July Case Summaries


Clinical situations that typically result in litigation and the variation in jury verdicts and awards across the nation.

When a claim that excessive traction caused brachial plexus injury doesn't hold up

A lawsuit filed in Georgia claimed that excessive traction was used by an obstetrician when a shoulder dystocia was encountered during delivery and caused a brachial plexus injury.

The physician countered that the injury was caused when the forces during descent caused the shoulder to be caught behind the symphysis, not from any further traction, and that this damage was compounded by the mother's obesity. The obstetrician also pointed to the fact that the lay witnesses present in the delivery room all testified they did not see him apply any traction to the infant's head after the shoulder dystocia occurred. A verdict for the physician was obtained. An appeal was pending.

In this case the obstetrician specifically claimed that he stopped pulling when the shoulder dystocia occurred and utilized a McRoberts maneuver. This is key to defending these cases; once a shoulder dystocia is encountered, no further traction on the head should be employed until maneuvers are done that might dislodge the shoulder. This must be documented in the delivery note. The testimony from other witnesses to the delivery that the traction was discontinued may aid the defense, as in the case described.

Further aiding the defense here was the fact that on cross-examination, the plaintiff's expert apparently conceded that he had inferred negligence and the use of excess traction, just from the occurrence of the injury. It is also important that the jury understand that the brachial plexus can be injured during descent when the shoulder is lodged behind the symphysis with or without any further traction. In these cases, the claim of excessive traction is always made, since that connects the person performing the delivery to the injury. In this case, since that connection was not made, the trial judge directed a verdict for the physician after the defense concluded their case-in-chief.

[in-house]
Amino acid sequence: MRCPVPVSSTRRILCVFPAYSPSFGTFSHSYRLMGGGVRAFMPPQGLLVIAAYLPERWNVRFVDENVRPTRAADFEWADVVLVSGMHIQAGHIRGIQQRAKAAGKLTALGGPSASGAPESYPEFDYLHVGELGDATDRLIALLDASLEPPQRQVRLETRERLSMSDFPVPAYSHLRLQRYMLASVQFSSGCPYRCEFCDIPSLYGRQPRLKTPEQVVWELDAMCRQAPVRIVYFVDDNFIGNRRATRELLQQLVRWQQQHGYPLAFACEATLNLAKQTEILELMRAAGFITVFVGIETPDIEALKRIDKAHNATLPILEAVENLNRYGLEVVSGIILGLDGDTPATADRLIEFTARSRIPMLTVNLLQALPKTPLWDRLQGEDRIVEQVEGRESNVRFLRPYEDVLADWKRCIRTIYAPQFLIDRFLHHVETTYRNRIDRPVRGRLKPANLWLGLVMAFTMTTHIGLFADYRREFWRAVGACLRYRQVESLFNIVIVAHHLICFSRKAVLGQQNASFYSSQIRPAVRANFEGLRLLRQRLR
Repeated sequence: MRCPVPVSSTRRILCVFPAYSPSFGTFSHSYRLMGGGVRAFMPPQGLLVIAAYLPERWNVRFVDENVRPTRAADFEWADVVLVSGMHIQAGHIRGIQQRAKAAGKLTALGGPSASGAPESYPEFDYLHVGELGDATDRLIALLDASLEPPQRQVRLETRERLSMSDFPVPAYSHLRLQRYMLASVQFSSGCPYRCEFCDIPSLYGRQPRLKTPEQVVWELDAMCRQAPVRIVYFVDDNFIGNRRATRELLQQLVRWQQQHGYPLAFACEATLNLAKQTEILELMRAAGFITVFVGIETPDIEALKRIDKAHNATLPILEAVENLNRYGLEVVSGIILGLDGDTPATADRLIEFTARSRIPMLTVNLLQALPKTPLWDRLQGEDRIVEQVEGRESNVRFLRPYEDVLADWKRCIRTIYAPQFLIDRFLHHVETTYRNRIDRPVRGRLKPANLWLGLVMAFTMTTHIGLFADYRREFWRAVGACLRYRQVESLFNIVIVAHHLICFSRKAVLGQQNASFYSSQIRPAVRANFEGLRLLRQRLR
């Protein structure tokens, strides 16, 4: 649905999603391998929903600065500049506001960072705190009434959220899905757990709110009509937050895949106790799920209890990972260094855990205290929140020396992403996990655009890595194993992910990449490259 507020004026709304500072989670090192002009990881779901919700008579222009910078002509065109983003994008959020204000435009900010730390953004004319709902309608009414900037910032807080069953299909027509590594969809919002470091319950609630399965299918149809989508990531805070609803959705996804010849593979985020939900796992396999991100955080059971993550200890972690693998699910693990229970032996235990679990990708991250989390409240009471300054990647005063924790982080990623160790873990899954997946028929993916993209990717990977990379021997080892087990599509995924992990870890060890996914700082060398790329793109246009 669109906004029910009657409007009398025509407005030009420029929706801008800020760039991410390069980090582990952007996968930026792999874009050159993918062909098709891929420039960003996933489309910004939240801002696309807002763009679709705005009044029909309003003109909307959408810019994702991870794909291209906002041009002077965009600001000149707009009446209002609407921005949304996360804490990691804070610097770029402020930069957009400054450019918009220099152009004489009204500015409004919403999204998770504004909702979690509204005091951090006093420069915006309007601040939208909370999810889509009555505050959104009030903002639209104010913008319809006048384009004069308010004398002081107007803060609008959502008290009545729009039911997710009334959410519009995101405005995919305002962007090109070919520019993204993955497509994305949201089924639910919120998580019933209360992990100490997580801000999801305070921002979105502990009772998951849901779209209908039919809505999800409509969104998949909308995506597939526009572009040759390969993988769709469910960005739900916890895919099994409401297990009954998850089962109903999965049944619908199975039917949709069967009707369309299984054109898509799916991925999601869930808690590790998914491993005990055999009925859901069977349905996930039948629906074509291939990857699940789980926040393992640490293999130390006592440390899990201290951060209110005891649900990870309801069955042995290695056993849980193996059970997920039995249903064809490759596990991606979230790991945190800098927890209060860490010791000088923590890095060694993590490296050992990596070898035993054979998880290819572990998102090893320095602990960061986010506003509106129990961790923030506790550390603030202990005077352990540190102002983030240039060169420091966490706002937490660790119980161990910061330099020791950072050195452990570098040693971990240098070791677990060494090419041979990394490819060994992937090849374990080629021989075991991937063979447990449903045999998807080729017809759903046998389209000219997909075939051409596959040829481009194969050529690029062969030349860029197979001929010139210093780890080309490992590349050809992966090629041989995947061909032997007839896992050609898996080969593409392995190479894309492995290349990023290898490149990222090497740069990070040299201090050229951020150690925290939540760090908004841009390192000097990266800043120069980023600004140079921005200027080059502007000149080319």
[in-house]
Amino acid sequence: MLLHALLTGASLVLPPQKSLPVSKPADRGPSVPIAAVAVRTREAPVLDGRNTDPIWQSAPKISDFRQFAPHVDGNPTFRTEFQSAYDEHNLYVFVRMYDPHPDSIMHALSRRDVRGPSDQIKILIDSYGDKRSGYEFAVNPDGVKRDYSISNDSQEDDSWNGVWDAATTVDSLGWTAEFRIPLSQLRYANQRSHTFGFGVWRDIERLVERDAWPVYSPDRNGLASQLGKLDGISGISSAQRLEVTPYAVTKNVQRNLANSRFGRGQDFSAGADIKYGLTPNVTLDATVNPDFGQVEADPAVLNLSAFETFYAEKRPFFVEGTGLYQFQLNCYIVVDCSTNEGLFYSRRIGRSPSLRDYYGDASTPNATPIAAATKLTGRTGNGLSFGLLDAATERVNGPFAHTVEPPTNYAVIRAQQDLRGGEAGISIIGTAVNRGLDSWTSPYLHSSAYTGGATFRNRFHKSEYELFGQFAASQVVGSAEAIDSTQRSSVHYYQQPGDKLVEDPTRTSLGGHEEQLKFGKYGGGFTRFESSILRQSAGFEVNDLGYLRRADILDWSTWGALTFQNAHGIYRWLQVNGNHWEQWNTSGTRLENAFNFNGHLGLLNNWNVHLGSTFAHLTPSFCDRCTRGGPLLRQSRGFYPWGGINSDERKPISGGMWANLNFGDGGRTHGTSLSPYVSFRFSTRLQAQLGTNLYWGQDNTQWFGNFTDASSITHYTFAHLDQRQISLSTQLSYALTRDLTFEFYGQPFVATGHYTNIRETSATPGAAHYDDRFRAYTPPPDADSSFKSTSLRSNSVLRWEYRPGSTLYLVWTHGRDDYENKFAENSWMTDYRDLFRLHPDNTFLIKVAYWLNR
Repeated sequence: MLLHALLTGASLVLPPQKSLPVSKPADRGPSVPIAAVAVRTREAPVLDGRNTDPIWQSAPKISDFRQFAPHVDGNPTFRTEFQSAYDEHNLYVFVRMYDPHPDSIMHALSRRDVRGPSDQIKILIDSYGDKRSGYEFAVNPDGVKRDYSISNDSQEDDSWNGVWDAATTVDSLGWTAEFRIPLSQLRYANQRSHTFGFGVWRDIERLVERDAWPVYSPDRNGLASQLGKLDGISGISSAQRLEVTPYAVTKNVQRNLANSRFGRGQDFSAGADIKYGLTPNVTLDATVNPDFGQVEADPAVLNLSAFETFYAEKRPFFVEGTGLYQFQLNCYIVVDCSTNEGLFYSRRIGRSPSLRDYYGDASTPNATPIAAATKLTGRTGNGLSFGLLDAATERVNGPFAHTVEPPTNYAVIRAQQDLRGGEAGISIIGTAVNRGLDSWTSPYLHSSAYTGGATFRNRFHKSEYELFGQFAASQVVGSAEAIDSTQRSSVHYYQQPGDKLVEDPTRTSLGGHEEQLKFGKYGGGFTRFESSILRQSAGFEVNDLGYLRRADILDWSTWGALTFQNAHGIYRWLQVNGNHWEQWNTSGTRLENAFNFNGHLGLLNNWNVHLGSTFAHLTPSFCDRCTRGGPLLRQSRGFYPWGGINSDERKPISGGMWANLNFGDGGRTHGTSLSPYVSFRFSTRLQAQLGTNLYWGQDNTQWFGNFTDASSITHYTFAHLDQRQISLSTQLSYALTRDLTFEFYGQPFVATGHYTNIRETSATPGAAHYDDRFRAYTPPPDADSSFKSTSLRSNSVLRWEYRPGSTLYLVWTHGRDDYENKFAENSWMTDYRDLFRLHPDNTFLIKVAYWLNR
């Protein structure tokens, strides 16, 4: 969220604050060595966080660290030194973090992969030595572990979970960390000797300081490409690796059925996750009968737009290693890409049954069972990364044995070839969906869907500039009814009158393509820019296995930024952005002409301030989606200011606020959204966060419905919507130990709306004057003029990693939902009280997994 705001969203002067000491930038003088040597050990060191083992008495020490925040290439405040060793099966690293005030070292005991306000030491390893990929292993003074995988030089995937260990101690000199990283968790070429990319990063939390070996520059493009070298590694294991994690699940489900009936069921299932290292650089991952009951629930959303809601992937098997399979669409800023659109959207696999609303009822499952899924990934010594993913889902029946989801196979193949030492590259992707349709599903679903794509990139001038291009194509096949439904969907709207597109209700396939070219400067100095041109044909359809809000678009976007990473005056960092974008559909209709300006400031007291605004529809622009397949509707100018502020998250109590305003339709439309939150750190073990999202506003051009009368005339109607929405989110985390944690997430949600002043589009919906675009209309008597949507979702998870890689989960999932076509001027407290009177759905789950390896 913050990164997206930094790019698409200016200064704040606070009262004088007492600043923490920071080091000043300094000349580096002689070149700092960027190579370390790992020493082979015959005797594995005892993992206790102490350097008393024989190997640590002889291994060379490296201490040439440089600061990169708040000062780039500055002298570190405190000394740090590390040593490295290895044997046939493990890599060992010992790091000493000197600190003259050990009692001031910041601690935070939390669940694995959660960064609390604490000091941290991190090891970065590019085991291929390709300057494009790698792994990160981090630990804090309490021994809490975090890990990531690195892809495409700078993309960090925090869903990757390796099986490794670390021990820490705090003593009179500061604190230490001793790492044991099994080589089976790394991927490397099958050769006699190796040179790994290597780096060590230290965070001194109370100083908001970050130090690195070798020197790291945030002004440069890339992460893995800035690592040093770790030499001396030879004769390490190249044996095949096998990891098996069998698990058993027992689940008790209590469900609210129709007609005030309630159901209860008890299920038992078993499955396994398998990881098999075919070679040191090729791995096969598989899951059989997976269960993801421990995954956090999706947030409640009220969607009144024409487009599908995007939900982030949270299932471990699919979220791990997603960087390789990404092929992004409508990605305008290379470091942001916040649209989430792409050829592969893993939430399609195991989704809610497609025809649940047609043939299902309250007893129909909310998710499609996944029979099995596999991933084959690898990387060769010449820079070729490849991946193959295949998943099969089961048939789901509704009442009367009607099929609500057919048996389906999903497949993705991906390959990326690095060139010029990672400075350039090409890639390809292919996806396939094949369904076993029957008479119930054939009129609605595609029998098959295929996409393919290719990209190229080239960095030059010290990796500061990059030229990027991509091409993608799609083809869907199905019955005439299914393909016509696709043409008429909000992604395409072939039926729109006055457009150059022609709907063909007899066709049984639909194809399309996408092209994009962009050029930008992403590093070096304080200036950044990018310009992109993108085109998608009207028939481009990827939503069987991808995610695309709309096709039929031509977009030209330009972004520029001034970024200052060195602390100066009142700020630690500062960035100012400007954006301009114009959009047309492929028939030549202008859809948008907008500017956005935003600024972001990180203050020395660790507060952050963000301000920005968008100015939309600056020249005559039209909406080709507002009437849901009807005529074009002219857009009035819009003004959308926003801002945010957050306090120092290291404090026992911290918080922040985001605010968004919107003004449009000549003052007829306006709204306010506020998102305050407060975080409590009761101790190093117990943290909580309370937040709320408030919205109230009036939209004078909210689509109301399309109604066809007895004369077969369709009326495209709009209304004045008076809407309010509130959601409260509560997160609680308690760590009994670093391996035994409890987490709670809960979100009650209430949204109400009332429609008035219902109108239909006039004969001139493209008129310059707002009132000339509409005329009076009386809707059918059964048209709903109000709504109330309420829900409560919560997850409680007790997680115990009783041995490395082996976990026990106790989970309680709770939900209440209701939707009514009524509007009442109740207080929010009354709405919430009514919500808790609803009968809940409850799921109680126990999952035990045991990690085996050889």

Claim that failure to do C/S results in pubic symphysis diastasis

A 36-year-old Georgia woman went back to her obstetrician for her second pregnancy in 2001. She had an uncomplicated course and was admitted to the hospital in labor at term. The next morning she was completely dilated and began pushing. After 2 hours, forceps were used to assist delivery; during the delivery an audible popping sound was heard and the physician made a notation in the records of a possible fracture of the coccyx. The patient experienced a great deal of pain after delivery and a pelvic CT scan revealed a pubic symphysis diastasis (PSD) of approximately 3 cm. The patient was discharged 6 days after delivery with arrangements for home care, a nursing evaluation, equipment at home, and a follow-up appointment with an orthopedist. The PSD healed prior to trial.

The woman sued the obstetrician, however, and claimed that a C/S should have been performed when there was inadequate fetal descent during the second stage of labor. She claimed that cephalopelvic disproportion (CPD) was present and that excessive force was used in the forceps delivery.

The physician argued that there was no CPD and also denied excessive force was used. He further argued that PSD was a known risk of pregnancy and delivery. A defense verdict was returned.

Stenotic cervix hinders D&C procedure

A 72-year-old New York woman was diagnosed with a uterine polyp in 2001. After dilation and curettage was recommended, she consulted with a gynecologist, who concurred in the recommendation. During the procedure, the physician found the patient to have a severely constricted stenotic cervix and could not finish the D&C. He did make several unsuccessful attempts to dilate the cervix before discontinuing the operation. Several months later the woman underwent a total abdominal hysterectomy.

The woman then sued the gynecologist when she soon developed some incontinence and constant pelvic pain. She alleged negligence in the performance of the D&C, that the total hysterectomy was not necessary, and that there was a lack of informed consent to the hysterectomy. The woman claimed that the physician told her that she had cancer and would die if the hysterectomy was not performed. She noted that she did not have cancer and that a repeat D&C should have been offered as an option.

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